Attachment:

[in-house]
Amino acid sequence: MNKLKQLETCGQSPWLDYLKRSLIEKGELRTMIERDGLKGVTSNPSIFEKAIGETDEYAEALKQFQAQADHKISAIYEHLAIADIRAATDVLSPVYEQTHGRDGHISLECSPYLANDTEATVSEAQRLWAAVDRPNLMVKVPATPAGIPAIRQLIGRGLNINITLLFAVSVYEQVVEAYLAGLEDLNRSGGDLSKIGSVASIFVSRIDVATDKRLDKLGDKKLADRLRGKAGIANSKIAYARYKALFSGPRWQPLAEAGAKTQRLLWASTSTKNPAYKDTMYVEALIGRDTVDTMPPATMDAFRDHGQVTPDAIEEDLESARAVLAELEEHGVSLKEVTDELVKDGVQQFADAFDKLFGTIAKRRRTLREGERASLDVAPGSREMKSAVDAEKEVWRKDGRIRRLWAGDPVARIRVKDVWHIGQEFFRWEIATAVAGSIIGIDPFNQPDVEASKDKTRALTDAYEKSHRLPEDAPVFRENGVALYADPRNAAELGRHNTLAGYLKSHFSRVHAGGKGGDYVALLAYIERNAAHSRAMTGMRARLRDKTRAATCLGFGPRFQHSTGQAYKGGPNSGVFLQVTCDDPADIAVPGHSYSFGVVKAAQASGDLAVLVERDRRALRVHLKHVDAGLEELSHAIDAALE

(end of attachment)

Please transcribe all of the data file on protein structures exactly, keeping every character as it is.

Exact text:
[in-house]
Amino acid sequence: MNKLKQLETCGQSPWLDYLKRSLIEKGELRTMIERDGLKGVTSNPSIFEKAIGETDEYAEALKQFQAQADHKISAIYEHLAIADIRAATDVLSPVYEQTHGRDGHISLECSPYLANDTEATVSEAQRLWAAVDRPNLMVKVPATPAGIPAIRQLIGRGLNINITLLFAVSVYEQVVEAYLAGLEDLNRSGGDLSKIGSVASIFVSRIDVATDKRLDKLGDKKLADRLRGKAGIANSKIAYARYKALFSGPRWQPLAEAGAKTQRLLWASTSTKNPAYKDTMYVEALIGRDTVDTMPPATMDAFRDHGQVTPDAIEEDLESARAVLAELEEHGVSLKEVTDELVKDGVQQFADAFDKLFGTIAKRRRTLREGERASLDVAPGSREMKSAVDAEKEVWRKDGRIRRLWAGDPVARIRVKDVWHIGQEFFRWEIATAVAGSIIGIDPFNQPDVEASKDKTRALTDAYEKSHRLPEDAPVFRENGVALYADPRNAAELGRHNTLAGYLKSHFSRVHAGGKGGDYVALLAYIERNAAHSRAMTGMRARLRDKTRAATCLGFGPRFQHSTGQAYKGGPNSGVFLQVTCDDPADIAVPGHSYSFGVVKAAQASGDLAVLVERDRRALRVHLKHVDAGLEELSHAIDAALE